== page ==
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Breast cancer combination: The following data are shown for the combination study with capecitabine and docetaxel in patients with metastatic breast cancer. In the capecitabine and docetaxel combination arm the treatment was capecitabine administered orally 1250 mg/m2 twice daily as intermittent therapy (2 weeks of treatment followed by 1 week without treatment) for at least 6 weeks and docetaxel administrated as a 1-hour IV infusion at a dose of 75 mg/m2 on the first day of each 3-week cycle for at least 6 weeks. In the monotherapy arm, docetaxel was administered as a 1-hour IV infusion at a dose of 100 mg/m2 on the first day of each 3-week cycle for at least 6 weeks. The mean duration of treatment was 129 days in the combination arm and 98 days in the monotherapy arm. A total of 66 patients (26%) in the combination arm and 49 (19%) in the monotherapy arm withdrew from the study because of adverse reactions. The percentage of patients requiring dose reductions due to adverse reactions were 65% in the combination arm and 36% in the monotherapy arm. The percentage of patients requiring treatment interruptions due to adverse reactions in the combination arm was 79%. Treatment interruptions were part of the dose modification scheme for the combination therapy arm but not for the docetaxel monotherapy-treated patients. (See Table 7.)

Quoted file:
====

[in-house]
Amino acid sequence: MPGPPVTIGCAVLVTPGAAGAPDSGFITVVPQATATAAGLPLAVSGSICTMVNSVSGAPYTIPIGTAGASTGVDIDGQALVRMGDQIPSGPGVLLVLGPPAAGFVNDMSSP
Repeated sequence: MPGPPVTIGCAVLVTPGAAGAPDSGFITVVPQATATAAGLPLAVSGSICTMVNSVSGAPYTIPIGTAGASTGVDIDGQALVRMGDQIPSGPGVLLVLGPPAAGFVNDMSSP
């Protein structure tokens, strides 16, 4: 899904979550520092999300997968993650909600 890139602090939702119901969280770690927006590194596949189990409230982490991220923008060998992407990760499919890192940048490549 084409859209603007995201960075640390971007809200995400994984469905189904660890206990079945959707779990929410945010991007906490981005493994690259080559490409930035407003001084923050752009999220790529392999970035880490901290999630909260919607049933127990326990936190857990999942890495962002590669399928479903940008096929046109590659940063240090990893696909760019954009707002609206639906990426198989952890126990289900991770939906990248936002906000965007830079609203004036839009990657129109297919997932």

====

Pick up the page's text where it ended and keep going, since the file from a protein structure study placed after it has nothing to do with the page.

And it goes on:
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Breast cancer capecitabine monotherapy: The following data are shown for the study in stage IV breast cancer patients who received a dose of 1250 mg/m2 administered twice daily for 2 weeks followed by a 1-week rest period. The mean duration of treatment was 114 days. A total of 13 out of 62 patients (8%) discontinued treatment because of adverse reactions/intercurrent illness. (See Table 8.)

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Capecitabine and docetaxel in combination:
Shown by body system are the clinically relevant adverse reactions in less than 5% of patients in the overall clinical trial safety database of 251 patients (study details) reported as related to the administration of capecitabine in combination with docetaxel and that were clinically at least remoted relevant. In parentheses is the incidence of grade 3 and 4 occurrence of each adverse reaction. It is anticipated that the same types of adverse reactions observed in the capecitabine monotherapy studies may be observed in patients treated with the combination of capecitabine plus docetaxel.